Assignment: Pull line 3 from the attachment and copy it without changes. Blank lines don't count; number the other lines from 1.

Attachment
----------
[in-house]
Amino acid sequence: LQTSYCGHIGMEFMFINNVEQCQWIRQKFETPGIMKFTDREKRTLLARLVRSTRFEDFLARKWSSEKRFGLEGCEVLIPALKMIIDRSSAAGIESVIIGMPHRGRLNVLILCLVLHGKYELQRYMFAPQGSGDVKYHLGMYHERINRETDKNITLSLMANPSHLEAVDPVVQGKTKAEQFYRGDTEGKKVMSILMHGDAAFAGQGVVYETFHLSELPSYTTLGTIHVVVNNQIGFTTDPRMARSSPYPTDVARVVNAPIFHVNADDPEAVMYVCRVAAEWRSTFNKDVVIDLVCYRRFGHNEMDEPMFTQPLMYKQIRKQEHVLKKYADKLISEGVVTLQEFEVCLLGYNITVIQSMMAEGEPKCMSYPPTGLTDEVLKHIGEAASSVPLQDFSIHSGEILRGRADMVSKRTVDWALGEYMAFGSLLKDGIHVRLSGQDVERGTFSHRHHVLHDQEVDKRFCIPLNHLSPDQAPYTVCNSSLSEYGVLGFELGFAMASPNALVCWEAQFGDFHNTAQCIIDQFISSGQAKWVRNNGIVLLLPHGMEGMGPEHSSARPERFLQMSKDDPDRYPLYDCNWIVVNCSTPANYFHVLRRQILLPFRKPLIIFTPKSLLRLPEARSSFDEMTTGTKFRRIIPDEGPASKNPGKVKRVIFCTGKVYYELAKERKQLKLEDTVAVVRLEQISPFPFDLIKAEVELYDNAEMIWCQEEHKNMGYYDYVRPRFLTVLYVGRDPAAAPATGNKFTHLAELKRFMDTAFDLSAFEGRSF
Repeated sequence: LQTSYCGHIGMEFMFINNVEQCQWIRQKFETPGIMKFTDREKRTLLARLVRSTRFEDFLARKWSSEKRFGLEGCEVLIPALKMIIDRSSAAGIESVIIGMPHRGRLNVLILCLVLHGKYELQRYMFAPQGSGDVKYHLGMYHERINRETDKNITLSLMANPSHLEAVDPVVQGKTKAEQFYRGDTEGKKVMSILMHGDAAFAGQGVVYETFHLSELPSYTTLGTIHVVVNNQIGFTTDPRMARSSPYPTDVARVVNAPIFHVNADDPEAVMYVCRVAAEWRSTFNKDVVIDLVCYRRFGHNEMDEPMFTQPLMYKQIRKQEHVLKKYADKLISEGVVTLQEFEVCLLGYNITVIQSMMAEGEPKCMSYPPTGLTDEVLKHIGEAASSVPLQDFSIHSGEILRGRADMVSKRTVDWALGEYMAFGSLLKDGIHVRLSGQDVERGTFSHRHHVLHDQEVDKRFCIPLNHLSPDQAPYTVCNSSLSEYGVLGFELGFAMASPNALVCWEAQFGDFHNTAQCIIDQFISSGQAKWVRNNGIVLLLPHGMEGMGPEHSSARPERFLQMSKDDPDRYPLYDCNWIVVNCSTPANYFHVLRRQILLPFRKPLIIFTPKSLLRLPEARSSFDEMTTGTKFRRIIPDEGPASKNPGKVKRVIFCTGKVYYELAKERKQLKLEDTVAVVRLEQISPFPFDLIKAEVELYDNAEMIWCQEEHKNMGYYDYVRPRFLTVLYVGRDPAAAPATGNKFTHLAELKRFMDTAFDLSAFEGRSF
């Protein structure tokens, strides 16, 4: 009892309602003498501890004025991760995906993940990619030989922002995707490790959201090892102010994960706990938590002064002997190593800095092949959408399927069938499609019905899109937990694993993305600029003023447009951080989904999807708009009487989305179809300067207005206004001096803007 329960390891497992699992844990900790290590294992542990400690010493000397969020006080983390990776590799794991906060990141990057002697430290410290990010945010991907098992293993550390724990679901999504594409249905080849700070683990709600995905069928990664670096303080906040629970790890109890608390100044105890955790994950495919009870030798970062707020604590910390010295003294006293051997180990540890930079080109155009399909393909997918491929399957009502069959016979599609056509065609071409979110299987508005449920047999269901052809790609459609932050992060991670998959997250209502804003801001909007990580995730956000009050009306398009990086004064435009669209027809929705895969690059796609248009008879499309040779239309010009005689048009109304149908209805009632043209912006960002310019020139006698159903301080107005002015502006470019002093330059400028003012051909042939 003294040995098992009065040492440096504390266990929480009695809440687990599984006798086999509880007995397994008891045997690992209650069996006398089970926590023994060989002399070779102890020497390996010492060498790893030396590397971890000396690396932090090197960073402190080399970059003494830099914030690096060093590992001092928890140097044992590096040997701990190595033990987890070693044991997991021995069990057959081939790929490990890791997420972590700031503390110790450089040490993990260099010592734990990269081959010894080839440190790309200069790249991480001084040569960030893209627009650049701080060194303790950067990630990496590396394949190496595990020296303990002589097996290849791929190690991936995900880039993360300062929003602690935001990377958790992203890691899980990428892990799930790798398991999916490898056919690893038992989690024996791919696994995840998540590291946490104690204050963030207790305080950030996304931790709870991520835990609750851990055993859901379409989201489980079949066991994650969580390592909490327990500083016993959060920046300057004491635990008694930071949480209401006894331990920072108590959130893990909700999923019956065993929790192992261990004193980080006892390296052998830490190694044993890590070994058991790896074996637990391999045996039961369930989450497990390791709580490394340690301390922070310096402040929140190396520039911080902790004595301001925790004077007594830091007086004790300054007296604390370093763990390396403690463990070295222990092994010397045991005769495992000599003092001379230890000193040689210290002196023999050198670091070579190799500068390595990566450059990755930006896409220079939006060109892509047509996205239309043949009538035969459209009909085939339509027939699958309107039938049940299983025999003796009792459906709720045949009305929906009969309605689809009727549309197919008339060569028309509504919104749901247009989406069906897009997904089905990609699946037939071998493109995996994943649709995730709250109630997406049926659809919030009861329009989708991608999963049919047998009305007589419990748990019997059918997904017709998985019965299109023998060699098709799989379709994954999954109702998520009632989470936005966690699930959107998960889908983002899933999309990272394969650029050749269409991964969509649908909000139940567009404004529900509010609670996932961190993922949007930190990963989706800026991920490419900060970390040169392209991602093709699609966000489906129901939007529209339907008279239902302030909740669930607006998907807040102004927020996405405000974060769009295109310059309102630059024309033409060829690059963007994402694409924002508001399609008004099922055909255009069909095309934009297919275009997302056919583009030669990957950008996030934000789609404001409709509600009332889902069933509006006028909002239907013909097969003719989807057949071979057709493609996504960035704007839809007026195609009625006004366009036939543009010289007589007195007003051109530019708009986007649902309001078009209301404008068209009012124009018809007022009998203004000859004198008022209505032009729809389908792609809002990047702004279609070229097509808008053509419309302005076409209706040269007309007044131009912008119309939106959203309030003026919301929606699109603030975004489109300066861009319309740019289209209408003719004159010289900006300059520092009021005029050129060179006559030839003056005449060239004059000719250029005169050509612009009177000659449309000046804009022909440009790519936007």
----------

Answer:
Repeated sequence: LQTSYCGHIGMEFMFINNVEQCQWIRQKFETPGIMKFTDREKRTLLARLVRSTRFEDFLARKWSSEKRFGLEGCEVLIPALKMIIDRSSAAGIESVIIGMPHRGRLNVLILCLVLHGKYELQRYMFAPQGSGDVKYHLGMYHERINRETDKNITLSLMANPSHLEAVDPVVQGKTKAEQFYRGDTEGKKVMSILMHGDAAFAGQGVVYETFHLSELPSYTTLGTIHVVVNNQIGFTTDPRMARSSPYPTDVARVVNAPIFHVNADDPEAVMYVCRVAAEWRSTFNKDVVIDLVCYRRFGHNEMDEPMFTQPLMYKQIRKQEHVLKKYADKLISEGVVTLQEFEVCLLGYNITVIQSMMAEGEPKCMSYPPTGLTDEVLKHIGEAASSVPLQDFSIHSGEILRGRADMVSKRTVDWALGEYMAFGSLLKDGIHVRLSGQDVERGTFSHRHHVLHDQEVDKRFCIPLNHLSPDQAPYTVCNSSLSEYGVLGFELGFAMASPNALVCWEAQFGDFHNTAQCIIDQFISSGQAKWVRNNGIVLLLPHGMEGMGPEHSSARPERFLQMSKDDPDRYPLYDCNWIVVNCSTPANYFHVLRRQILLPFRKPLIIFTPKSLLRLPEARSSFDEMTTGTKFRRIIPDEGPASKNPGKVKRVIFCTGKVYYELAKERKQLKLEDTVAVVRLEQISPFPFDLIKAEVELYDNAEMIWCQEEHKNMGYYDYVRPRFLTVLYVGRDPAAAPATGNKFTHLAELKRFMDTAFDLSAFEGRSF